Permit to Pollute – Study on Compliance of Emission Norms of Public Sector Thermal Power Plants in Tamil Nadu, 2021 Reveals a Regulatory Blackhole
4 March 2023, Chennai: A report by Healthy Energy Initiative, India reveals that none of the eleven public sector-owned Thermal Power Plants (TPPs) in Tamil Nadu is compliant with the monitoring requirements and emission norms set by the Tamil Nadu Pollution Control Board (TNPCB). TPPs of Tamil Nadu’s four major coal-burning clusters (Thiruvallur, Neyveli, Thoothukudi and Mettur) were found violating the continuous monitoring requirements and stack emission norms upto 53% of the time in the year 2021 revealing a regulatory black hole.
The study analysed one year’s continuous stack emission data of the eleven public sector TPPs in Tamilnadu. Nine out of eleven TPPs studied were in violation of the emission norms set by TNPCB. For instance, Sulphur dioxide (SO2) emissions from NTPC Tamilnadu Energy Company Limited (NTECL), Thiruvallur during data availability were exceeding thresholds prescribed by TNPCB for 92% (unit 1) of data hours in 2021. SO2 irritates the lining of the nose, throat and lungs and may worsen existing respiratory illnesses, especially asthma. Particulate Matter (PM) emissions from North Chennai Thermal Power Station (NCTPS) – Stage II, Thiruvallur were exceeding thresholds for 78% (Chimney 2) of the data hours in 2021. Exposure to PM can lead to reduced lung function, development of cardiovascular and respiratory diseases, increased rate of disease progression and reduction in life expectancy. These alarming exceedance periods expose TPPs’ continuous disregard for emission norms and failure of regulatory action for the same by TNPCB. This was despite the possession of the continuous stack emission monitoring data at TNPCB.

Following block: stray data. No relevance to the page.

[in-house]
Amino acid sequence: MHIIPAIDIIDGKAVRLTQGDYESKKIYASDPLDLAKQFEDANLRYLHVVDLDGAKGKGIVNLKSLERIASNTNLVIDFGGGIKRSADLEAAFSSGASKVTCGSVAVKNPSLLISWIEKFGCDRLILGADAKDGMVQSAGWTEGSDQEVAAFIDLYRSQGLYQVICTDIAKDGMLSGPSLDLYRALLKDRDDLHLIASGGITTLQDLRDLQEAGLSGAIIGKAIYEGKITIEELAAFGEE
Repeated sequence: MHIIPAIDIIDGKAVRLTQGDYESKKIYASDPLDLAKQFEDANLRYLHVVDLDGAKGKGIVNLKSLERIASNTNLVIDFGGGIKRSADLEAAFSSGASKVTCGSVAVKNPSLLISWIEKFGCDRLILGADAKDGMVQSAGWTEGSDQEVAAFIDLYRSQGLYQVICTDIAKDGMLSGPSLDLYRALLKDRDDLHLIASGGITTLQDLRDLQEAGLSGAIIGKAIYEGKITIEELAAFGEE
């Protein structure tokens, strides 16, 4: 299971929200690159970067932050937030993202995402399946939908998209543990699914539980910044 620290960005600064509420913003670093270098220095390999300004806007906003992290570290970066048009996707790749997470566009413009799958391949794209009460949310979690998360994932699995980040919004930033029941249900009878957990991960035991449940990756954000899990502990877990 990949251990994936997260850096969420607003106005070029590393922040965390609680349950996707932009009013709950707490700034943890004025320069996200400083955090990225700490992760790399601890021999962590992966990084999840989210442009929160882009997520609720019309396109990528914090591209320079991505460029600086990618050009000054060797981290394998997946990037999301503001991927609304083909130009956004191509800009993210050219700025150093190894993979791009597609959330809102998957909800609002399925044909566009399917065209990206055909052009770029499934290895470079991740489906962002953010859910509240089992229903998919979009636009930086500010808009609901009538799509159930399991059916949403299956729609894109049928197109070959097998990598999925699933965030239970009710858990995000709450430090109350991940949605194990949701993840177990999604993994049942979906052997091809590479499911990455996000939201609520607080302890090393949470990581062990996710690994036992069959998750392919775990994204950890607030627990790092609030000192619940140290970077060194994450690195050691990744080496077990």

All eleven industries had even failed to monitor the emissions for varied periods ranging from 2% to 100% of the time in the year 2021. For instance, Tuticorin Thermal Power Station had “No Data” for 100% of the time in 2021 for both PM (unit 1) and Nitrogen oxides (NOx) (Unit 4) emissions. This means no monitoring at all of these pollutants throughout the year. “No Data” is the absence of data and shows a lack of commitment by regulatory bodies to even monitor the emissions from TPPs.
Although the government of Tamilnadu in the recently launched TN climate change mission committed to no new coal-based thermal power plants in the state, these regulatory roadblocks by TNPCB show that the TN climate change mission should steer its focus on pushing enforcement of emission norms and regulating the non-compliant existing power plants in the first place to curb air pollution from these coal-burning climate capitals.” said Durga Moorthy, Health Energy Initiative- India.
“Amidst establishing the fact that Respiratory illnesses are very high among under 5 years of children living around Ennore – which is one of the thermal power plant clusters in TN by a 2021 dated health study, the health impacts of the pollutants from TPPs are ignored. Apart from respiratory illness, cardiovascular diseases, lung cancer, and premature death in people with heart or lung disease are some of the health impacts due to Particulate matter emissions. Failure of enforcement of emission norms by regulatory bodies is granting permission to pollute for industries and is an easy call to health degradation” said Dr Vishvaja Sambath of Health Energy Initiative – India.
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Read the full report here: https://hei-india.in/permit-to-pollute-2021/
Read the executive summary in Tamil here: https://bit.ly/tpp_tamil_summary